La Prensa’s editors had protested that newsprint and other imported supplies had been held up in customs in retaliation for its coverage of anti-government demonstrations in 2018. More than 326 people were killed in those protests, most at the hands of police, according to human rights organizations.
After the protests, President Daniel Ortega’s government led one of the most severe crackdowns on independent media in the hemisphere, raiding news organizations and imprisoning reporters. Scores of journalists have gone into exile.
On Friday, authorities released the newsprint without explanation. A government spokesman did not respond to a message seeking comment.
“We’re going to get the presses rolling again,” Chamorro said, as the rolls of paper arrived at La Prensa.
He told reporters that Archbishop Waldemar Stanislaw Sommertag, the apostolic nuncio — or ambassador of the Holy See — to Nicaragua had called him with the news that the customs office had decided to hand over the paper. Sommertag has mediated talks between the opposition and government.
“I don’t know why, I don’t know what moved the presidency,” Chamorro said. He said he had been told the decision came from Rosario Murillo, Ortega’s wife, who is vice president.
La Prensa is one of the most storied newspapers in Latin America. In 1978, its editor, Pedro Joaquin Chamorro, was gunned down in Managua, sparking the revolution that brought the left-wing Sandinista guerrillas to power. The paper went on to become a prominent critic of the Sandinistas and their leader, Ortega, who led until 1990. He returned to the presidency in 2007 and has been reelected twice.
Crippled by the lack of newsprint, La Prensa’s owners have reduced the paper from 36 to eight pages, and turned to printing it on regular paper — a move that elevated its costs by 30 percent, according to Chamorro.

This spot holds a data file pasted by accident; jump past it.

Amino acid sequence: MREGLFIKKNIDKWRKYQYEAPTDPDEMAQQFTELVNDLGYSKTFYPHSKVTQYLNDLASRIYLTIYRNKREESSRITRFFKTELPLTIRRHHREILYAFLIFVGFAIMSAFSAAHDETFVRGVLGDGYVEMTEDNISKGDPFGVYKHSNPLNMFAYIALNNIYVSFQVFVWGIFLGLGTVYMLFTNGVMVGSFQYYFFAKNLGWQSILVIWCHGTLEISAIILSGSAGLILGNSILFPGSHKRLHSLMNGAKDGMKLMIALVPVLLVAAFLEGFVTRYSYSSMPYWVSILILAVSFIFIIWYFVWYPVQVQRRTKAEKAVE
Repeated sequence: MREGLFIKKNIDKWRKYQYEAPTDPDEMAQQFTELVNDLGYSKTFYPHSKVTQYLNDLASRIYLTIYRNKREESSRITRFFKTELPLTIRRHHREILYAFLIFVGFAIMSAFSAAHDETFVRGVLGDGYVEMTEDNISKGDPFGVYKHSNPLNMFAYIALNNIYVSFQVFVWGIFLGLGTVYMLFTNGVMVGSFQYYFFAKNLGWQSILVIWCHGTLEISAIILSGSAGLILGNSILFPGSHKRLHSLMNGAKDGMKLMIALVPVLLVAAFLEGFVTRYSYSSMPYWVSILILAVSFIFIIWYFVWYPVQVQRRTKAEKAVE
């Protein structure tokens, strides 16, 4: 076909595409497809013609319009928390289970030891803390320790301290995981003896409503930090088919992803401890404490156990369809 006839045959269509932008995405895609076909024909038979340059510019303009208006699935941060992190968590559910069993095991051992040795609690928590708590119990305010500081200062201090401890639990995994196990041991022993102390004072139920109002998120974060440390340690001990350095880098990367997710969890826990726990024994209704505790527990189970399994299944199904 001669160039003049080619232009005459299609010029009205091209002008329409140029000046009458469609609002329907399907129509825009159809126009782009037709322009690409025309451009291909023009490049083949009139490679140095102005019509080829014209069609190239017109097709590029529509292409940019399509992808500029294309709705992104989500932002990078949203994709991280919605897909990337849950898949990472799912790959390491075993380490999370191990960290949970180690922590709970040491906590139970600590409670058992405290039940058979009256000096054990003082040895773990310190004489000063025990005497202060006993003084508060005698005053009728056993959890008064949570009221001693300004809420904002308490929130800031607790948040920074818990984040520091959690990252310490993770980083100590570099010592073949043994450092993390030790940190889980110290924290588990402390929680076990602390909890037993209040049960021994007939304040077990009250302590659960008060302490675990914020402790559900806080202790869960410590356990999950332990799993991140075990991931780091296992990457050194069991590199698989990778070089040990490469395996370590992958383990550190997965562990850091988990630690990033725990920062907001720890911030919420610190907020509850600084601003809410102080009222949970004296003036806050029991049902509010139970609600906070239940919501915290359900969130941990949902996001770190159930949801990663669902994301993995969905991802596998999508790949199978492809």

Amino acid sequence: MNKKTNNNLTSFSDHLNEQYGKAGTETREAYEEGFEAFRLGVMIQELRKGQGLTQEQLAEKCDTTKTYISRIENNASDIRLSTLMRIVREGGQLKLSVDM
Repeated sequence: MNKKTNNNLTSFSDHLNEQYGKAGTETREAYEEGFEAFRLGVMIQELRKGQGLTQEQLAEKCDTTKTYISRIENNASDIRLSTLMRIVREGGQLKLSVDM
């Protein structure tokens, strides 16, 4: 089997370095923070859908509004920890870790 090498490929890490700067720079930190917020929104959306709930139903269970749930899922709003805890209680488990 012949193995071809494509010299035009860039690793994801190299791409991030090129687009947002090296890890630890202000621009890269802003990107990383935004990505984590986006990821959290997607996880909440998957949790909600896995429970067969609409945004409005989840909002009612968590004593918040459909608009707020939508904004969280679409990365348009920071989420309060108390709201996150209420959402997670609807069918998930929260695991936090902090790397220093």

In January 2019, the newspaper published an edition whose front page was blank except for a question: Have you imagined living without information?
Another major newspaper, El Nuevo Diario, shut down last fall after complaining that the government had blocked its imports of newsprint.
Michael G. Kozak, the acting U.S. assistant secretary of state for Western Hemisphere affairs, tweeted: “The long-overdue decision to release @laprensa’s paper & ink from Nicaraguan customs is a step in the right direction.” He added that Ortega should return property confiscated from other independent media outlets, such as the news site Confidencial and the cable TV station 100% Noticias.
Even with the restoration of La Prensa’s newsprint supply, the 94-year-old daily is struggling to survive. Nicaragua’s economy tumbled into recession after the political turmoil in 2018, complicating the newspaper’s situation.
“Our newsroom had 100 journalists in April 2018. Currently we have 25 working on the two newspapers we produce,” said editor in chief Eduardo Enríquez, referring to La Prensa and the tabloid Hoy.
An earlier version of this article gave an incorrect title for Michael G. Kozak. He is the acting U.S. assistant secretary of state for Western Hemisphere affairs.